Study data published in the Annals of Rheumatic Diseases suggest there is a high prevalence of subclinical myocardial injury among patients with systemic lupus erythematosus (SLE), as evidenced by elevated high-sensitive troponin levels.

Researchers designed a 2-site cardiac magnetic resonance imaging study (ClinicalTrials.gov identifier: NCT02407197) to measure cardiac involvement in patients with SLE. Patients with SLE and no observed cardiac symptoms (n=92) were matched by age and gender to control patients without SLE (n=78). Venous samples from all patients were analyzed for various cardiac biomarkers, including high-sensitive troponin T, high-sensitive C reactive protein, and N-terminal pro brain natriuretic peptide. Myocardial native T1 and T2 values were also assessed as measures of myocardial tissue abnormalities.

Compared with control patients, patients with SLE had significantly elevated levels of high-sensitive troponin T, high-sensitive C reactive protein, and N-terminal pro brain natriuretic peptide (all P <.01). In addition, patients with SLE had elevated myocardial native T1 and T2 levels, higher aortic and ventricular stiffness, and reduced global longitudinal strain (all P <.01) compared with control patients. Elevated native T2 levels in patients with SLE were significantly and independently associated with increased high-sensitive troponin T levels (P <.01), suggesting that myocardial edema is predictive of high-sensitive troponin T release. High-sensitive troponin T levels were also associated with myocardial T1 levels, global longitudinal strain, aortic and ventricular stiffness, and high-sensitive C reactive protein and N-terminal pro brain natriuretic peptide levels (all P <.01). However, no associations were detected between high-sensitive troponin T levels and age, gender, cardiovascular risk factors, cardiac structure or function, SLE disease duration, or late gadolinium enhancement.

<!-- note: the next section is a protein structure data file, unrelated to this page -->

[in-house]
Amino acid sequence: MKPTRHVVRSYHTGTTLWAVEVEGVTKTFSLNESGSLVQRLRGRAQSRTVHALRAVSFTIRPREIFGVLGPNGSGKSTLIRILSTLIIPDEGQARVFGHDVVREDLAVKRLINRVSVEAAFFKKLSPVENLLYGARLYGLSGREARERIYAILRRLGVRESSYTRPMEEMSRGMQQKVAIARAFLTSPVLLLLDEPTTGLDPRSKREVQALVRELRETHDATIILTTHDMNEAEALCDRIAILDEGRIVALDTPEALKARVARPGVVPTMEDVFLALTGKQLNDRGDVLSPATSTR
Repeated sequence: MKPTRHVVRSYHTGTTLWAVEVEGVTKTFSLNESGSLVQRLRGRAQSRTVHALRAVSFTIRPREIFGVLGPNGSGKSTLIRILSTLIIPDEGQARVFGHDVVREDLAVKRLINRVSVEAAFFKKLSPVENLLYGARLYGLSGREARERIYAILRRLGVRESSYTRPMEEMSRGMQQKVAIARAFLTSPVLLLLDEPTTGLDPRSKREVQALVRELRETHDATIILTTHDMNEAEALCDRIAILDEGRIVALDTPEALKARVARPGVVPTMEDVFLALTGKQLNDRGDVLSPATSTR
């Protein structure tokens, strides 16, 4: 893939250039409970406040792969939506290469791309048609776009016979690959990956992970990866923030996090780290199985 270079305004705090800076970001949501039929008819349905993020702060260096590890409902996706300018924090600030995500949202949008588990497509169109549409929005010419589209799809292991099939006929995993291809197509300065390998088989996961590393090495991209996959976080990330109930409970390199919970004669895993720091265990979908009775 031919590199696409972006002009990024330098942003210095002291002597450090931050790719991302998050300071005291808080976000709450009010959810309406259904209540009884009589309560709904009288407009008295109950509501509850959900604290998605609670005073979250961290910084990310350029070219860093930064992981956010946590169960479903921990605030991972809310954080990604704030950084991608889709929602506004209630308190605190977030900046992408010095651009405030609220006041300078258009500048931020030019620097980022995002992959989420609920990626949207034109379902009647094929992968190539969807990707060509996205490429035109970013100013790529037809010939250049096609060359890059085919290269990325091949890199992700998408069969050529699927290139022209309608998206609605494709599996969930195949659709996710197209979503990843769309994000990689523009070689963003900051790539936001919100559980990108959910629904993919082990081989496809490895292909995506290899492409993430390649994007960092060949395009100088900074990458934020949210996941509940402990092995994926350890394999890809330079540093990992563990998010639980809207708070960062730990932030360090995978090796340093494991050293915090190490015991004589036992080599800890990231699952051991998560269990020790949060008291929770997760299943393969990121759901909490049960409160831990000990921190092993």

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On the basis of elevated high-sensitive troponin T levels, patients with SLE had a high prevalence of subclinical myocardial injury. The strong association between native T2 and high-sensitive troponin T release support inflammatory interstitial remodeling as the primary mechanism of cardiovascular injury in SLE. These study data underscore the important role of cardiac magnetic resonance in detecting cardiac involvement among patients with SLE, such that appropriate preventative care may be administered.

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Reference

Winau L, Hinojar Baydes R, Braner A, et al. High-sensitive troponin is associated with subclinical imaging biosignature of inflammatory cardiovascular involvement in systemic lupus erythematosus [published online August 4, 2018]. Ann Rheum Dis. doi: 10.1136/annrheumdis-2018-213661